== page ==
Sakura, Sakura, Sakura 2018 at the Yamantane Museum of Art
For the first time in six years the Yamatane Museum of Art is holding a special thematic exhibition showcasing many of their most famous Cherry Blossom-related works titled “Sakura, Sakura, Sakura 2018 – Flower Viewing at the Museum!”. Mac, Founder of Maction Planet, was at the Press Day for the show and guides us through this indoor hanami.
[Featured image: Spring Fields (From Spring Fields, Autumn Ravine) by Ono Chikkyo (1945)]
To Japanese artists seeking subject matter, sakura (cherry blossoms) have always been there to provide inspiration. This exhibition covers the symbolic role of the cherry blossom and its importance throughout centuries of Japanese history. Around 60 artworks from the museum’s collection (and one from a private collection) are on display.
The Yamatane Museum is one of my favourite museums in Tokyo. Opened in 1966, it moved to its current location in 2009. Their collection comprises of some 1,800 works of nihonga. Nihonga developed as an art form in the early Meiji period. The term refers to post-Edo era paintings which have been created in accordance with traditional Japanese techniques and materials. These works were distinguished from yoga, western-style paintings which were produced by Japanese artists using European techniques.
The museum has no permanent exhibition as nihonga is very fragile and can only be exhibited for roughly 2 months a year at a time under strictly controlled conditions. As a result, the museum holds 5-6 temporary exhibitions a year. This year kicked off with the incredible Yokoyama Taikan – The Elite of the Tokyo Art World, celebrating 150 years of the Nihonga pioneer’s birth, which I wrote about for Tokyo Art Beat, one of Tokyo’s largest art websites.
‘Sakura, Sakura, Sakura 2018 – Flower Viewing at the Museum!’ takes you on a tour through Japan’s notable cherry blossom locations in Tokyo, Kyoto, Nara, Wakayama and Tohoku amongst others, expressed by different artists. The scenes are varied, depicting single trees, famous groves or just the blossoms themselves. Each painting reflects the artists’ feelings about the subject matter. One of the many reasons that the blossoms are so popular is their changing appearance throughout the day – the subtle pink reflecting the morning sun, a bright white glow in the afternoon and the subdued calm during the evening. There are works capturing all these hues and more.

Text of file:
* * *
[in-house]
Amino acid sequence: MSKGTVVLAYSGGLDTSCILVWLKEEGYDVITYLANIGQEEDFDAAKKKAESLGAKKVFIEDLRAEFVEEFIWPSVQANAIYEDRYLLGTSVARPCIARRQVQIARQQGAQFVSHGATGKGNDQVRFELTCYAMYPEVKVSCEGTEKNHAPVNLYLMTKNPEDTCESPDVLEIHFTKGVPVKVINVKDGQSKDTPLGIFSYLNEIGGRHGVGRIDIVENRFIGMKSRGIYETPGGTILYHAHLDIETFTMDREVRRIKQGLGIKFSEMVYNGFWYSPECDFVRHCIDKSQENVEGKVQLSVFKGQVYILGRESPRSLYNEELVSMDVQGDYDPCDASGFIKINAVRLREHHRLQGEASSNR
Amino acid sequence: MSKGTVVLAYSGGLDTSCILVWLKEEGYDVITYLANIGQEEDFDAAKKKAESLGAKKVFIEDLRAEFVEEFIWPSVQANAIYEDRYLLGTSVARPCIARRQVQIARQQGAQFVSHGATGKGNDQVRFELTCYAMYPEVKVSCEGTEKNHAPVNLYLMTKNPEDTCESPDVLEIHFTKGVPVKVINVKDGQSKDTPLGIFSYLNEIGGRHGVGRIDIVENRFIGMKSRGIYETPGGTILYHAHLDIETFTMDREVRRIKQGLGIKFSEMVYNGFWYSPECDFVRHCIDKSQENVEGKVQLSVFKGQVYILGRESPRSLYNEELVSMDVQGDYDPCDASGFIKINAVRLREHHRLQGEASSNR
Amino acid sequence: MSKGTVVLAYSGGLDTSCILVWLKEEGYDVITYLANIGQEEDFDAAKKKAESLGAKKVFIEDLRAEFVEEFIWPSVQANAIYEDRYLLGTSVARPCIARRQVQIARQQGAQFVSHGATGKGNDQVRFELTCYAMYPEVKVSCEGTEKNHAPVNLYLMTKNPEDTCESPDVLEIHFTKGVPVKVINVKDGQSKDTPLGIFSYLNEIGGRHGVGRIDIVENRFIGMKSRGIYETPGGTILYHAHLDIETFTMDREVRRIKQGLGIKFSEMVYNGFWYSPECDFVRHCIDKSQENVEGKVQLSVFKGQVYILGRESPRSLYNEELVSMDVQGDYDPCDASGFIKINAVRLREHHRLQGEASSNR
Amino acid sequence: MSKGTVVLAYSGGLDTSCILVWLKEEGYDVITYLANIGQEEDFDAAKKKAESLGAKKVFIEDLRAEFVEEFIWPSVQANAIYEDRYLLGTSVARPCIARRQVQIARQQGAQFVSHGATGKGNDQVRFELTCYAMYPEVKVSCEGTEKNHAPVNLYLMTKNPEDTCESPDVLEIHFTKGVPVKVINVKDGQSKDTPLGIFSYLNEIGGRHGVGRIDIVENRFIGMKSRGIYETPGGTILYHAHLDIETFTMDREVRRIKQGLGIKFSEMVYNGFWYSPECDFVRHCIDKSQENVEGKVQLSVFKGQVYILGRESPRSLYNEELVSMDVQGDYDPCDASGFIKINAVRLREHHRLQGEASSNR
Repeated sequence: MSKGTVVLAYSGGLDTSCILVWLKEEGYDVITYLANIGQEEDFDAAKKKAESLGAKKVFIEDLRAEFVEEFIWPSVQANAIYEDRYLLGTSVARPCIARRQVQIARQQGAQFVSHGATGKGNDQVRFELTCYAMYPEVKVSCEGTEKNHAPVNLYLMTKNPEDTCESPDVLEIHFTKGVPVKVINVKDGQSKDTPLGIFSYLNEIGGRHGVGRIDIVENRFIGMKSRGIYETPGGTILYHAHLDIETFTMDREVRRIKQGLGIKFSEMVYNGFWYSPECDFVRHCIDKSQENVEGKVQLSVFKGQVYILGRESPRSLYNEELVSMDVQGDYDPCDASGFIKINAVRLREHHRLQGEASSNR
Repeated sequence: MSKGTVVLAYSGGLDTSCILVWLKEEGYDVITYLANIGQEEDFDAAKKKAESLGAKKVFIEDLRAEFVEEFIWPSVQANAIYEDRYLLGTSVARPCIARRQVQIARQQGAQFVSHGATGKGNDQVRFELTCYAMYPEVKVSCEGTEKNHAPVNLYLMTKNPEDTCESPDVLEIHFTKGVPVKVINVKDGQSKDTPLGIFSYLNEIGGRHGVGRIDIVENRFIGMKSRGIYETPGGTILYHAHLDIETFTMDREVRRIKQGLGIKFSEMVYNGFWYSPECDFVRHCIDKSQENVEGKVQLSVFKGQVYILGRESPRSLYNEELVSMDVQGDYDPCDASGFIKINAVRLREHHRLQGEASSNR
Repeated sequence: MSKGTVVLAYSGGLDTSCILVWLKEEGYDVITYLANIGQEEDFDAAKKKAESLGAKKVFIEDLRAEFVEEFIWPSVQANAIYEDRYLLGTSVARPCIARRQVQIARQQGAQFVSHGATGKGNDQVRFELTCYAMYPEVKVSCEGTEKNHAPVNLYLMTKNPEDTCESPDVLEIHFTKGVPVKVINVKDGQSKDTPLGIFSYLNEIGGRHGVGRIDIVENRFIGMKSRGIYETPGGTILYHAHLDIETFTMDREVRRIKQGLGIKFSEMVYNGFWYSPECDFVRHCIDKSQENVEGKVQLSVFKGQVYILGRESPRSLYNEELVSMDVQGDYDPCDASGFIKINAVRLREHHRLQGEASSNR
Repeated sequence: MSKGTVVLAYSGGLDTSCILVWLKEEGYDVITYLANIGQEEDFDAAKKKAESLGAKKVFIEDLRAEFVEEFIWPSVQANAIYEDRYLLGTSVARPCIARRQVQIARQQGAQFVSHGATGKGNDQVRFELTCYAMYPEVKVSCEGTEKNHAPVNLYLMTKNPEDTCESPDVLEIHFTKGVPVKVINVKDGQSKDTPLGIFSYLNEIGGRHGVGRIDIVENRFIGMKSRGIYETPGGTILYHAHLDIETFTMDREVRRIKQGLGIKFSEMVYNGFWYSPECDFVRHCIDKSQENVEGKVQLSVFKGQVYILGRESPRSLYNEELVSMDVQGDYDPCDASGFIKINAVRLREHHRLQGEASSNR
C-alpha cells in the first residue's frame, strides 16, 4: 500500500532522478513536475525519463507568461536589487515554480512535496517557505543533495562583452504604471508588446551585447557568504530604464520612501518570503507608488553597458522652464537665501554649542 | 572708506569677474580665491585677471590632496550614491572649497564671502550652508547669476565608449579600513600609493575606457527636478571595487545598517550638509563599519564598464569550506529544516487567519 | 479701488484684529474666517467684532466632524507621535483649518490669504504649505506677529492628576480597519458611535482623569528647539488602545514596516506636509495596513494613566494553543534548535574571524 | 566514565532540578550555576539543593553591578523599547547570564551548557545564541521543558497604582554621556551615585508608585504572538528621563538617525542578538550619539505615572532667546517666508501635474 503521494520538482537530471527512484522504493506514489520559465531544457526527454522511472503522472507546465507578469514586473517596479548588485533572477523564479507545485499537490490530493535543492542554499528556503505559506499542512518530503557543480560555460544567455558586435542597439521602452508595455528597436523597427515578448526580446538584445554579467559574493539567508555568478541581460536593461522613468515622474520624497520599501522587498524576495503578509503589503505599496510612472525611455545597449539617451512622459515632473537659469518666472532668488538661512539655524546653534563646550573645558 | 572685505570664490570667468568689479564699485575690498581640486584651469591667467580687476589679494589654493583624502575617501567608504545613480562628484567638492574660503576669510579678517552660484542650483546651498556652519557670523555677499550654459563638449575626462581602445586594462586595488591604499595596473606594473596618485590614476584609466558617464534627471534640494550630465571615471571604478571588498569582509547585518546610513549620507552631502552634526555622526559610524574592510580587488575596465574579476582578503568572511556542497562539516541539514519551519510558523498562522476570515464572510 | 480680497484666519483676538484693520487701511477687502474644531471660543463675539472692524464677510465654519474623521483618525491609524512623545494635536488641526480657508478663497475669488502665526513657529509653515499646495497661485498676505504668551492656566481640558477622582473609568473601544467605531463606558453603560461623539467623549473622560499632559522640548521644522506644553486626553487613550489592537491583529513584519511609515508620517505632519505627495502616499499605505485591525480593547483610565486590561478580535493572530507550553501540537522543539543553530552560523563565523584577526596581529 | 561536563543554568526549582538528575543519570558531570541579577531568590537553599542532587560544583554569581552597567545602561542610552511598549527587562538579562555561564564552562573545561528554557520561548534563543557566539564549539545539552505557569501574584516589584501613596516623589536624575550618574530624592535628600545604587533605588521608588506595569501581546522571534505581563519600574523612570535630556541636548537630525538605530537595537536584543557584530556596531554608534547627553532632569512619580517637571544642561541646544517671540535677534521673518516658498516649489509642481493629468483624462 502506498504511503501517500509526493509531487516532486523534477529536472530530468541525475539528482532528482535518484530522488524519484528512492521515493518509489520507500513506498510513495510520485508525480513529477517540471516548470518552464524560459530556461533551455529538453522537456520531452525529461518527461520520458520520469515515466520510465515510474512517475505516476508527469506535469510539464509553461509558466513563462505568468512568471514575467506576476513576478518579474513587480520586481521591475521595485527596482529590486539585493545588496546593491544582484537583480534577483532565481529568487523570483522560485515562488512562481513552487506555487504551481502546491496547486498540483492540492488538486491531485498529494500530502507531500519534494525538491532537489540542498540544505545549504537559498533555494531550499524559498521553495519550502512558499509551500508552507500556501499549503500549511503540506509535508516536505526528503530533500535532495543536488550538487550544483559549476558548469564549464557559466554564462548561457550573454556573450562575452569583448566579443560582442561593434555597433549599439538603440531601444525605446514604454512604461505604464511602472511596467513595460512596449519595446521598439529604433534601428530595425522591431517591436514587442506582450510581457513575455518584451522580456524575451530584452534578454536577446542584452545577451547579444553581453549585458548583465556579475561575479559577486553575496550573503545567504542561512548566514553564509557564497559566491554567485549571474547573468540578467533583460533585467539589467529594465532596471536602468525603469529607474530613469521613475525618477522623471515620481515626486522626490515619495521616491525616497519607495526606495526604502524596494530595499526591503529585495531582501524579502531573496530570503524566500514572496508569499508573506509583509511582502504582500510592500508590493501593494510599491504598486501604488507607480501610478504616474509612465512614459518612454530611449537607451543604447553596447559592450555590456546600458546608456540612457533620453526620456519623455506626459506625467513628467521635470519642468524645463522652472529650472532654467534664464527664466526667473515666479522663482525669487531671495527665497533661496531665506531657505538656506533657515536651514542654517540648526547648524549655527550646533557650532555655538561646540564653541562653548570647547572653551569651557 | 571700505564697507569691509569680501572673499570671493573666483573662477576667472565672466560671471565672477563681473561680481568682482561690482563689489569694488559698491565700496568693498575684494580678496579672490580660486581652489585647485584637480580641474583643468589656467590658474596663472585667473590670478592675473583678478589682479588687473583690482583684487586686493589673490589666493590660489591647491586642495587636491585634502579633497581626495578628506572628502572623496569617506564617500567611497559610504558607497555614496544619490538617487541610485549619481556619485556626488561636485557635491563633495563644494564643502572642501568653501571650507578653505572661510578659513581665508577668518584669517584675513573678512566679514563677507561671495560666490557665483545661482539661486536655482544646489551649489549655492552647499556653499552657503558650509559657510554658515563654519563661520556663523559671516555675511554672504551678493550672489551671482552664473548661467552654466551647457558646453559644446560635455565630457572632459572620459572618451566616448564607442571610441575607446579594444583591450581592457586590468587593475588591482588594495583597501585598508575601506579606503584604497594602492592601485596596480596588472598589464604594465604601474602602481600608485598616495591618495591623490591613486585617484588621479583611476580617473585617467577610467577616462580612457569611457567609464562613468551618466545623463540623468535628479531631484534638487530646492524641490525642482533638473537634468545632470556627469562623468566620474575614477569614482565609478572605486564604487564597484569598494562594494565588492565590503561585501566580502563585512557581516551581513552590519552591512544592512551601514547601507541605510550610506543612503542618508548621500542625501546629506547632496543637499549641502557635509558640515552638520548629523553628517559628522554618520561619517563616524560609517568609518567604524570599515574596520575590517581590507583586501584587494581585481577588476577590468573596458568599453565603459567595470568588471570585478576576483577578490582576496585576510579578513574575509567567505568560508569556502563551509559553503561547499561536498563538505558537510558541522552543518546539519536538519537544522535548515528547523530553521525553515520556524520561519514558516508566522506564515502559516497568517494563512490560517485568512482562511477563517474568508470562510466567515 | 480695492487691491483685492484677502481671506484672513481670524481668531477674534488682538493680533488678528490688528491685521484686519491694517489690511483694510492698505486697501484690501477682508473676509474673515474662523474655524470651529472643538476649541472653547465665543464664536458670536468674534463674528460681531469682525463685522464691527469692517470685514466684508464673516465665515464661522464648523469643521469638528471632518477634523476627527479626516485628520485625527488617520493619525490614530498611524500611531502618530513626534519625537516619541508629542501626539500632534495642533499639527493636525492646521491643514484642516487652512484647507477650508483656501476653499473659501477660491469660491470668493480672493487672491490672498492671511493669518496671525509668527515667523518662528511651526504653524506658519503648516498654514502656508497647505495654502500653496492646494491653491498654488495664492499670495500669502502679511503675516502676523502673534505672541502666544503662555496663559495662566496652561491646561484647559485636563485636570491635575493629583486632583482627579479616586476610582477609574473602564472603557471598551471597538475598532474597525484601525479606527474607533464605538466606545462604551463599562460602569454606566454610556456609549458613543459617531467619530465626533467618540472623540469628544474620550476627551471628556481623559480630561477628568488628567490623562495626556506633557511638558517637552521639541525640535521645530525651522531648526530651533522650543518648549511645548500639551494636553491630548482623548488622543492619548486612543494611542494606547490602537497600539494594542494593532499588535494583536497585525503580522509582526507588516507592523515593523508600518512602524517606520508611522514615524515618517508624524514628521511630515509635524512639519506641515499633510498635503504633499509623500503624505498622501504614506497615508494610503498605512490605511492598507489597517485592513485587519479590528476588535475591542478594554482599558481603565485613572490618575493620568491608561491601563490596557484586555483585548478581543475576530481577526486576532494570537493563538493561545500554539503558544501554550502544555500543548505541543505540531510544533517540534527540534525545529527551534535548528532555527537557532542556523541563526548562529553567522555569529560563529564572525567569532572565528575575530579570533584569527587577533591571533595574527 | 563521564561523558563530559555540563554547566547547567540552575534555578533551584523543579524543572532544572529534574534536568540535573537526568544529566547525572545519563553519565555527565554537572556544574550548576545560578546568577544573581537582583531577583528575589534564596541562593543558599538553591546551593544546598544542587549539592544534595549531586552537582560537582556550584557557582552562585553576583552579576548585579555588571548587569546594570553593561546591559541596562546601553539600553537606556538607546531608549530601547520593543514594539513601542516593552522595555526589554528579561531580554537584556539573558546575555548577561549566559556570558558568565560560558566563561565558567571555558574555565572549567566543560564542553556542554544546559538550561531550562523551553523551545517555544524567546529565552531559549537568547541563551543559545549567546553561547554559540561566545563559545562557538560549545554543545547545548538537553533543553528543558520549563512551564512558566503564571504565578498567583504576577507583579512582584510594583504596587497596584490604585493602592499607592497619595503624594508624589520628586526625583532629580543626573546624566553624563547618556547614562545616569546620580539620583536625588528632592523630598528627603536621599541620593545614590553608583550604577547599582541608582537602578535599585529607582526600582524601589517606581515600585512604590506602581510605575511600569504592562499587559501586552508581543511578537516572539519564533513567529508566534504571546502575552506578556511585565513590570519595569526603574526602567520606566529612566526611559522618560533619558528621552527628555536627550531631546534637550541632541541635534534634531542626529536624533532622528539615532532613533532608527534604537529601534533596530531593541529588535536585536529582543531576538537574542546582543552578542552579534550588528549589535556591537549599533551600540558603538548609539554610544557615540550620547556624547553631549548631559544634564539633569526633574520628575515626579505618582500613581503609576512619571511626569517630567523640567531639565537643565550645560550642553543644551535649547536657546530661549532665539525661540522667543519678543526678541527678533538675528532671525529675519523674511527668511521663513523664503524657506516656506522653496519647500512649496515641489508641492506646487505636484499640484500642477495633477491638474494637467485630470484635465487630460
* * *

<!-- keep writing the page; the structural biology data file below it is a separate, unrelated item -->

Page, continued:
Here are my three favourite works in the exhibition:
Cherry Tree in Morning Sun by Hashimoto Meiji (Colour on paper, 1970)
This is my absolute favourite of all the magnificent pieces on display, and the story behind it is fascinating. The eastern passageway leading to the Imperial Palace’s seiden (state hall) has cedar sliding doors with two works called Sakura and Kaede (Maples). Hashimoto Meiji was the painter of Sakura which he based on his sketches of Miharu Takizakura, the thousand year old weeping blossom in Tamura, Fukushima. The painting on show was commissioned by the Yamatane Museum’s founder Yamazaki Taneji and is similar in concept to that in the Imperial Palace. The differing dimensions and materials of the works have led to different emphasis. In the palace piece, which measures 2.74 x 2.5 metres, a more decorative approach was taken as the doors would be viewed across a courtyard. In the Yamatane piece, the trunk and branches are highlighted.
Cherry Blossoms at Daigo-ji Temple by Okumura Togyu (Colour on paper, 1972)
In the spring of 1598, Toyotomi Hideyoshi had 700 trees of cherry blossoms planted at Daigo-ji in Kyoto and held, what was by all accounts, an epic hanami with 1300 people. The artist, Togyu, visited Daigo-ji on the sixth anniversary of the death of his sensei Kobayashi Kokei. He painted this weeping cherry tree by applying layer after layer of watered down paint to evoke the density of blossoms. Togyu was awarded the Order of Culture in 1962. The fact that this work was created when Togyu was 83 years old adds to its elegance.
Spring Garden by Omoda Seiju (Colour on silk, 1918)
Omoda Seiju painted this incredible scene during an experimental phase which began in 1917. In 1914 he formed the Sekiyokai group with Imamura Shiko and others, and created nanga-style paintings during that period. Nanga was a style of painting which flourished during the later part of the Edo era amongst literati artists who shared an admiration for traditional Chinese culture. After Shiko’s death three years later the group disbanded and Seiju began working on more decorative compositions.
The experience is not over once you have finished viewing the artwork. The Yamatane Museum Shop has a delightful range of limited edition Cherry Blossom merchandise based on the art on view.
After that, head to Cafe Tsubaki on the first floor and enjoy some wagashi traditional Japanese sweets inspired by some of the artworks from the exhibition. Made by the Kikuya confectionary in Aoyama which dates back to 1935, this is a unique way to ‘experience’ the art, indulging in the full sensory experience of Japanese culture.
The exhibition ends on 6 May, well after the famous Somei Yoshino blossoms have finished blooming in Tokyo, allowing those who miss outdoor hanami to conduct their own indoor flower viewing, across time and geography. Highly recommended.
‘Sakura, Sakura, Sakura 2018 – Flower Viewing at the Museum!’ is on show at the Yamatane Museum of Art until 6 May 2018.
If reading this has got you in the mood for some hanami, you have until 09:00 JST on 26 March to get your tickets for the Maction Planet x Shochu.Pro Hanami 2018. Draft craft beer from Baird Beer, unlimited all-you-can drink shochu poured by world-renowned expert Chris Pellegrini. Watch the video of last year’s sell-out event here to get yourself in the mood, then purchase your tickets here!